Some veterans could receive refund of unused benefit

From staff reports

Post-Vietnam War military veterans who did not use all their Veterans’ Educational Assistance Program (VEAP) benefits might be entitled to a refund of up to $2,700, according to Clarion County Director of Veteran Affairs Rodney L. Sherman.

VEAP was a voluntary, contributory educational assistance program that was available to members who entered the military for the first time between Jan. 1, 1977, and June 30, 1985. The program was closed to new enrollments on June 30, 1985, when a new program was implemented.

Sherman said the federal Department of Veterans Affairs has determined approximately 96,000 veterans could be eligible for a refund of their unused VEAP contributions totaling up to $2,700, but VA only has contact information for about 25% of them.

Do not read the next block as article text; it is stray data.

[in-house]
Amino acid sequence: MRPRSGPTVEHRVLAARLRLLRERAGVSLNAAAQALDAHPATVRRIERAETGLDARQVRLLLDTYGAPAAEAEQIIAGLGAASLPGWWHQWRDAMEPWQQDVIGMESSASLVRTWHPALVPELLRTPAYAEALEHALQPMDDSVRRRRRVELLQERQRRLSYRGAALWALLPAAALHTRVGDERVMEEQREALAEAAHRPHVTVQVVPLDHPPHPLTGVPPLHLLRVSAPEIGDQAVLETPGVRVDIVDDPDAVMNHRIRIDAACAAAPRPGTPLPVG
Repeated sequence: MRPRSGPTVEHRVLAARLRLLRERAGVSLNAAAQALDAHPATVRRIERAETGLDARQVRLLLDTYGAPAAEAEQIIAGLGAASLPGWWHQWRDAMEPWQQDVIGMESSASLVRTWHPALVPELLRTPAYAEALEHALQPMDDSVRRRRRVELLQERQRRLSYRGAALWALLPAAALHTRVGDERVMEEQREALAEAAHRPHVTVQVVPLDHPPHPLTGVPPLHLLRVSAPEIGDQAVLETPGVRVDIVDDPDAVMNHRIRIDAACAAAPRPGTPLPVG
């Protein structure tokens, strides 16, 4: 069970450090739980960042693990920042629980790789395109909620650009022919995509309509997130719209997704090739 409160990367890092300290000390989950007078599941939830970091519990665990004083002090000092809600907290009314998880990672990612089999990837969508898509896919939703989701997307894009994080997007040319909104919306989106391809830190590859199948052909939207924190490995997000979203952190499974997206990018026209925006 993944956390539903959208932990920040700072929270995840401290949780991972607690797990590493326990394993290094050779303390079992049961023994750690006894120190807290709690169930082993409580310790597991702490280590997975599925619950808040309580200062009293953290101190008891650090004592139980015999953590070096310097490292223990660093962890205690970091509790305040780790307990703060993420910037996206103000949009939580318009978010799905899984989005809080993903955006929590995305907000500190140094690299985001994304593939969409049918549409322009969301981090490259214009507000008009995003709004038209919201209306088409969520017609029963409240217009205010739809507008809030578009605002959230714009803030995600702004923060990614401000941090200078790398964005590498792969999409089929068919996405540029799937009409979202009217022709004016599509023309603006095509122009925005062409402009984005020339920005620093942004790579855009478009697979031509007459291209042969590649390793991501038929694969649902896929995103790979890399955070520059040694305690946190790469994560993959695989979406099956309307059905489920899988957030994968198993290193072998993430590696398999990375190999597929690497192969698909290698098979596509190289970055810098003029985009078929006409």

In general, veterans have 10 years from their date of discharge to use their education benefits. Some ineligible veterans still have unused contributions and are entitled to a refund.

Veterans potentially eligible for a refund would have: entered active duty between Jan. 1, 1977, and June 30, 1985; contributed to VEAP while on active duty and before April 1, 1987; not used all their contributions; not been dishonorably discharged; completed 24 months of continuous service or have been discharged early under certain circumstances.

Anyone unsure of their eligibility for a refund or whether they participated in VEAP, should call the Education Call Center at 888-442 4551, between 8 a.m. and 7 p.m. Monday through Friday.

Veterans who believe they are entitled to a VEAP refund should contact Sherman at 814-226-4000, ext. 2601, to set an appointment to file a claim.